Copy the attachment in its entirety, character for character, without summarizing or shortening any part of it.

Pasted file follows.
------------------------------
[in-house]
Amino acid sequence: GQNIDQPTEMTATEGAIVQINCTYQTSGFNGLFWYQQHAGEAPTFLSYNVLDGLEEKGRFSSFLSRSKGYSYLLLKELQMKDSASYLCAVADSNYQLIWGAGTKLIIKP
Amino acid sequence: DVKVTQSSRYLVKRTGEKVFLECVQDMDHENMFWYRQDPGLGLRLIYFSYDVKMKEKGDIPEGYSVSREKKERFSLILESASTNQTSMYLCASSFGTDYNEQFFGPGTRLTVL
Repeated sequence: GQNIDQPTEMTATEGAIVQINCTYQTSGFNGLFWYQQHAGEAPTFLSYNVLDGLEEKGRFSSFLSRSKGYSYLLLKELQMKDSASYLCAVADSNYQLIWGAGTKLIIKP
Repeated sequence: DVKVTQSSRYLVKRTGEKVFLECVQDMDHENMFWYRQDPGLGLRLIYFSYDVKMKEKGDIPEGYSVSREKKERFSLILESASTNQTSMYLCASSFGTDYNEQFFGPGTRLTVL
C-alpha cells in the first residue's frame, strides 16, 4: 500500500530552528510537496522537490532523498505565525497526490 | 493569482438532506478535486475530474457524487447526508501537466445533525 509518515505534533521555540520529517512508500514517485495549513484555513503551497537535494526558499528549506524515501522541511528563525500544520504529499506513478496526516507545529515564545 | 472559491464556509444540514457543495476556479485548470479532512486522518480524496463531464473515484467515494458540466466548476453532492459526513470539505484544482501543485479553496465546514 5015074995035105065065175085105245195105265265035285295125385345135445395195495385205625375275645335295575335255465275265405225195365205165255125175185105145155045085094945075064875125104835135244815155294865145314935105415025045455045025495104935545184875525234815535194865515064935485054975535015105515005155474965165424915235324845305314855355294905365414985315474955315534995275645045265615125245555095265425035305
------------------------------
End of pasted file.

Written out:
[in-house]
Amino acid sequence: GQNIDQPTEMTATEGAIVQINCTYQTSGFNGLFWYQQHAGEAPTFLSYNVLDGLEEKGRFSSFLSRSKGYSYLLLKELQMKDSASYLCAVADSNYQLIWGAGTKLIIKP
Amino acid sequence: DVKVTQSSRYLVKRTGEKVFLECVQDMDHENMFWYRQDPGLGLRLIYFSYDVKMKEKGDIPEGYSVSREKKERFSLILESASTNQTSMYLCASSFGTDYNEQFFGPGTRLTVL
Repeated sequence: GQNIDQPTEMTATEGAIVQINCTYQTSGFNGLFWYQQHAGEAPTFLSYNVLDGLEEKGRFSSFLSRSKGYSYLLLKELQMKDSASYLCAVADSNYQLIWGAGTKLIIKP
Repeated sequence: DVKVTQSSRYLVKRTGEKVFLECVQDMDHENMFWYRQDPGLGLRLIYFSYDVKMKEKGDIPEGYSVSREKKERFSLILESASTNQTSMYLCASSFGTDYNEQFFGPGTRLTVL
C-alpha cells in the first residue's frame, strides 16, 4: 500500500530552528510537496522537490532523498505565525497526490 | 493569482438532506478535486475530474457524487447526508501537466445533525 509518515505534533521555540520529517512508500514517485495549513484555513503551497537535494526558499528549506524515501522541511528563525500544520504529499506513478496526516507545529515564545 | 472559491464556509444540514457543495476556479485548470479532512486522518480524496463531464473515484467515494458540466466548476453532492459526513470539505484544482501543485479553496465546514 5015074995035105065065175085105245195105265265035285295125385345135445395195495385205625375275645335295575335255465275265405225195365205165255125175185105145155045085094945075064875125104835135244815155294865145314935105415025045455045025495104935545184875525234815535194865515064935485054975535015105515005155474965165424915235324845305314855355294905365414985315474955315534995275645045265615125245555095265425035305